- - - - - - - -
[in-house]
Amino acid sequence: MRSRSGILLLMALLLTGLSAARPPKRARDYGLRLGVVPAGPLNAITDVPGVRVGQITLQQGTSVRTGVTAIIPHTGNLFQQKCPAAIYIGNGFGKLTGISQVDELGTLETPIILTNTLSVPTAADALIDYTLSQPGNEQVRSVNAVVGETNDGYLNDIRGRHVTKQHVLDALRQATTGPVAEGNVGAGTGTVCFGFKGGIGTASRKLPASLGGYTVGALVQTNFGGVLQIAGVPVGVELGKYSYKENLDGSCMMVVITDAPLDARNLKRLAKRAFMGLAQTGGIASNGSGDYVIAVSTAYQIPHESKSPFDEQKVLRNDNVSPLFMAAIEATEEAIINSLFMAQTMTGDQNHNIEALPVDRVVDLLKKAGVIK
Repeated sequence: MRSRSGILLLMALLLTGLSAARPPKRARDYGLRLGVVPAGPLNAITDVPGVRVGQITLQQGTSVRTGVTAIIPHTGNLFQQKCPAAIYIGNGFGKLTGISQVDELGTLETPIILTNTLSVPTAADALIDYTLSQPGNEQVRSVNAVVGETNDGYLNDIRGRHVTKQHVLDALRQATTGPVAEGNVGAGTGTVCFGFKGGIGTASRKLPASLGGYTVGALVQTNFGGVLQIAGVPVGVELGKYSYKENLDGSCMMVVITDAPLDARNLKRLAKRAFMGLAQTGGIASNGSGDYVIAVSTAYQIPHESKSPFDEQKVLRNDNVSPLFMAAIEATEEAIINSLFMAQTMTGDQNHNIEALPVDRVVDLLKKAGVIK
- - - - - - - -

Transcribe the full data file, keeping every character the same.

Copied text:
[in-house]
Amino acid sequence: MRSRSGILLLMALLLTGLSAARPPKRARDYGLRLGVVPAGPLNAITDVPGVRVGQITLQQGTSVRTGVTAIIPHTGNLFQQKCPAAIYIGNGFGKLTGISQVDELGTLETPIILTNTLSVPTAADALIDYTLSQPGNEQVRSVNAVVGETNDGYLNDIRGRHVTKQHVLDALRQATTGPVAEGNVGAGTGTVCFGFKGGIGTASRKLPASLGGYTVGALVQTNFGGVLQIAGVPVGVELGKYSYKENLDGSCMMVVITDAPLDARNLKRLAKRAFMGLAQTGGIASNGSGDYVIAVSTAYQIPHESKSPFDEQKVLRNDNVSPLFMAAIEATEEAIINSLFMAQTMTGDQNHNIEALPVDRVVDLLKKAGVIK
Repeated sequence: MRSRSGILLLMALLLTGLSAARPPKRARDYGLRLGVVPAGPLNAITDVPGVRVGQITLQQGTSVRTGVTAIIPHTGNLFQQKCPAAIYIGNGFGKLTGISQVDELGTLETPIILTNTLSVPTAADALIDYTLSQPGNEQVRSVNAVVGETNDGYLNDIRGRHVTKQHVLDALRQATTGPVAEGNVGAGTGTVCFGFKGGIGTASRKLPASLGGYTVGALVQTNFGGVLQIAGVPVGVELGKYSYKENLDGSCMMVVITDAPLDARNLKRLAKRAFMGLAQTGGIASNGSGDYVIAVSTAYQIPHESKSPFDEQKVLRNDNVSPLFMAAIEATEEAIINSLFMAQTMTGDQNHNIEALPVDRVVDLLKKAGVIK